Netflix documentary film “Rising Phoenix” is an uplifting examination of the Paralympic Games and a number of various participants. Rather than merely living with their disabilities, these and many other disabled athletes push themselves really hard at the Paralympic Games for living as fully as possible, and their considerable athletic achievements surely remind us again of the importance of visibility and empowerment to millions of disabled people out there.
While focusing on several notable Paralympic athletes including its co-producer Tatyana McFadden, the documentary also gives us the brief summary on a long history of the Paralympic Games, which was founded by Sir Ludwig Guttman in 1948. Sir Guttman was initially a prominent Jewish neurologist living in Germany, but then he had to leave his country and then moved to Britain along with his family shortly after Adolf Hitler and his Nazi party took over Germany in the late 1930s. As taking care of many different physically paralyzed patients from the World War II during the 1940s, he happened to notice that many of his patients were considerably improved via sports activities, and that was how he came to decide to establish the Stoke Mandeville Games.
Although it was started modestly at first, the Stoke Mandeville Games gradually drew lots of disabled athletes from not only UK but also many other countries. Eventually, its name was changed into the Paralympic Games when it was held in Rome in 1960, and it has always accompanied the Olympic Games except when it was blocked at the 1980 Moscow Olympic Games just because of the sheer ignorance of the Soviet Union government, which did not recognize the existence of the disabled at all.
During its early years, the Paralympic Games did not draw public attention much as being often regarded as an auxiliary event to the Olympic Games, and I remember well that the local media did not pay much attention to the 1988 Seoul Paralympic Games, but things have changed a lot during recent years. In case of the 2008 Beijing Paralympic Games, its many different participants impressed millions of viewers in China and many other countries a lot, and a young Chinese athlete named Chu Zhe tells us about how much her life was changed thanks to that.
In case of the 2012 London Paralympic Games, the mood was more enthusiastic along with the newly changed logo, and its participants certainly did not disappoint at all themselves as well as thousands of audiences enthusiastically watching their competitions. Johnnie Peacock, a British para athlete who happened to compete along with several prominent competitors at that time, eagerly reminisces about how much he was agitated and focused at that time, and his unexpected moment of glory is surely one of the highlights in the documentary despite the presence of a certain South African para athlete, who later fell from grace as becoming as infamous as Lance Armstrong.
In case of an Italian athlete named Bebe Vio, I cannot help but admire her strong personality and spirit, which surely helped her a lot during her difficult recovery from a severe case of meningitis. Although she came to lose all of her four limbs in the end, this plucky young lady did not give up her passion toward fencing at all, and she certainly prepared and trained a lot for attending the 2016 Rio de Janeiro Paralympic Games.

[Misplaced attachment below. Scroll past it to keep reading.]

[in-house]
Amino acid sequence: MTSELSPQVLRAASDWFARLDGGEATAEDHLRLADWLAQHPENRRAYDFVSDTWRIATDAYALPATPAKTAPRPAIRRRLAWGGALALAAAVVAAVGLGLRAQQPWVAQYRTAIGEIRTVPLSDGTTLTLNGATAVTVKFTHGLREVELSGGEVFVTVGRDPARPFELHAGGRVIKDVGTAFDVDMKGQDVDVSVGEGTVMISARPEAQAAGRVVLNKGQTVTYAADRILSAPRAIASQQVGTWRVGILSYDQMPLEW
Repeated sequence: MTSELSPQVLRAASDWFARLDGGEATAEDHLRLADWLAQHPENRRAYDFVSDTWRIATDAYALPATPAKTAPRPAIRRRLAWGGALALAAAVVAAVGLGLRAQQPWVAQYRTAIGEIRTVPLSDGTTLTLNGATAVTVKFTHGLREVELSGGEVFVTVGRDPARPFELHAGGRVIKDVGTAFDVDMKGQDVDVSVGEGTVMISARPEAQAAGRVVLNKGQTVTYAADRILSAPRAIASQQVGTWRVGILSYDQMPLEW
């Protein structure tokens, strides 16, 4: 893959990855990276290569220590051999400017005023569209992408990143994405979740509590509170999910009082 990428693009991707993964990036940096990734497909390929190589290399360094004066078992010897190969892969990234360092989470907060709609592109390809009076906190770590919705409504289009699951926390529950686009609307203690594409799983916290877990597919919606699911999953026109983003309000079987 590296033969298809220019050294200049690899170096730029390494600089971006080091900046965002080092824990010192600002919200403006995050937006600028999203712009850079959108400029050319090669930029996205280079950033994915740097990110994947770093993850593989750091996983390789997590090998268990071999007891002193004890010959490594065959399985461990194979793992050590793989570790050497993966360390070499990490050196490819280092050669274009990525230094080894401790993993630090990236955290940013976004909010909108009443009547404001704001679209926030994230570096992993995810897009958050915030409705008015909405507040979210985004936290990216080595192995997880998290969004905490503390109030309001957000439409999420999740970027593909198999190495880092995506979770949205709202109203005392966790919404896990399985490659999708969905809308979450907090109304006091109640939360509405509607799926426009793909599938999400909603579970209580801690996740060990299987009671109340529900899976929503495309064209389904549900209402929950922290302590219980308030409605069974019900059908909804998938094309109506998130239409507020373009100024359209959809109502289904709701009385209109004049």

Another memorable disabled athlete in the documentary is Matt Stutzman, an American guy who was somehow born without two arms but has been fully functional throughout his life as pursuing his passion for driving and archery. Believe or not, he can really drive his vehicles only with his two legs, and we also see how he carefully and skillfully controls his legs and other body parts during one of his archery competitions.
All these and other disabled athletes in the documentary were quite eager to get a chance to participate in the 2016 Rio de Janeiro Paralympic Games, but it could actually be canceled because of the mishandling of the fund associated it. The second half of the documentary tells us how desperate and urgent the situation was for not only the officials who have been dedicated to the Paralympic Games for many years but also thousands of disabled athletes who trained really hard during last four years, and you may roll your eyes as observing how messy and infuriating this trouble was at that time.
Anyway, the Paralympic Games was eventually held thanks to the fortunate last-minute funding, and everything went mostly well despite some initial setbacks including the low number of audiences on the first day. Again, this surely shows us how much local officials were disinterested in the Paralympic Games from the very beginning, but the number of audiences was subsequently increased, and its participants were certainly galvanized by lots of enthusiasm from the audiences.
In conclusion, “Rising Phoenix”, which is directed by Ian Bonhôte and Peter Ettedgui, is another wonderful documentary from Netflix, and I was often touched by numerous powerful moments of human spirit and resilience in the documentary. Along with “Crip Camp: A Disability Revolution” (2020), which is incidentally one of the better documentaries released by Netflix during this year, the documentary will make you have more empathy and understanding on disabled people, and that is why I urge you to watch it as soon as possible.